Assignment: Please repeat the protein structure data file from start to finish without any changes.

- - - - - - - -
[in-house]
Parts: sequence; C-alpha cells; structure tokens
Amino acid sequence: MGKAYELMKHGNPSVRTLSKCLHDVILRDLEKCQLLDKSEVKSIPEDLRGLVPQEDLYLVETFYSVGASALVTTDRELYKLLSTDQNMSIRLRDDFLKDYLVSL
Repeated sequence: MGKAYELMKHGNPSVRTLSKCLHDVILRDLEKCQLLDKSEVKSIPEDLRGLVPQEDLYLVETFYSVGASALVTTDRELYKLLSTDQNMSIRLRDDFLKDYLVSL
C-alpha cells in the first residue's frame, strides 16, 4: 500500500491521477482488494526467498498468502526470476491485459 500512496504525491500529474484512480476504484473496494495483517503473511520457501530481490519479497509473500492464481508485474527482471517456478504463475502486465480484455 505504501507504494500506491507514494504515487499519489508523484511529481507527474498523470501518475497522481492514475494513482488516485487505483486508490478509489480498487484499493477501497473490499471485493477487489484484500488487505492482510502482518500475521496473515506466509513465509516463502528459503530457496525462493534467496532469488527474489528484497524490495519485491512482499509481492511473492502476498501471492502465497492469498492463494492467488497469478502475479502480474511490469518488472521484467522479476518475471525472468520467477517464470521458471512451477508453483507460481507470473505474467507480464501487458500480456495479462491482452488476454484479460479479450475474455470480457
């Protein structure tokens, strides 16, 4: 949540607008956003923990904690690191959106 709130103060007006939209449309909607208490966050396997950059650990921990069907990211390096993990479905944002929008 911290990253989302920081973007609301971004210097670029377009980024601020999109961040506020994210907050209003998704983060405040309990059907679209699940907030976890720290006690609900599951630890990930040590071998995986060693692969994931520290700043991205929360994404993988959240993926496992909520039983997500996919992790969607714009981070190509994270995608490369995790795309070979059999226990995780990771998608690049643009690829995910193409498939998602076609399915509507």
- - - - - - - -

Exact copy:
[in-house]
Parts: sequence; C-alpha cells; structure tokens
Amino acid sequence: MGKAYELMKHGNPSVRTLSKCLHDVILRDLEKCQLLDKSEVKSIPEDLRGLVPQEDLYLVETFYSVGASALVTTDRELYKLLSTDQNMSIRLRDDFLKDYLVSL
Repeated sequence: MGKAYELMKHGNPSVRTLSKCLHDVILRDLEKCQLLDKSEVKSIPEDLRGLVPQEDLYLVETFYSVGASALVTTDRELYKLLSTDQNMSIRLRDDFLKDYLVSL
C-alpha cells in the first residue's frame, strides 16, 4: 500500500491521477482488494526467498498468502526470476491485459 500512496504525491500529474484512480476504484473496494495483517503473511520457501530481490519479497509473500492464481508485474527482471517456478504463475502486465480484455 505504501507504494500506491507514494504515487499519489508523484511529481507527474498523470501518475497522481492514475494513482488516485487505483486508490478509489480498487484499493477501497473490499471485493477487489484484500488487505492482510502482518500475521496473515506466509513465509516463502528459503530457496525462493534467496532469488527474489528484497524490495519485491512482499509481492511473492502476498501471492502465497492469498492463494492467488497469478502475479502480474511490469518488472521484467522479476518475471525472468520467477517464470521458471512451477508453483507460481507470473505474467507480464501487458500480456495479462491482452488476454484479460479479450475474455470480457
């Protein structure tokens, strides 16, 4: 949540607008956003923990904690690191959106 709130103060007006939209449309909607208490966050396997950059650990921990069907990211390096993990479905944002929008 911290990253989302920081973007609301971004210097670029377009980024601020999109961040506020994210907050209003998704983060405040309990059907679209699940907030976890720290006690609900599951630890990930040590071998995986060693692969994931520290700043991205929360994404993988959240993926496992909520039983997500996919992790969607714009981070190509994270995608490369995790795309070979059999226990995780990771998608690049643009690829995910193409498939998602076609399915509507």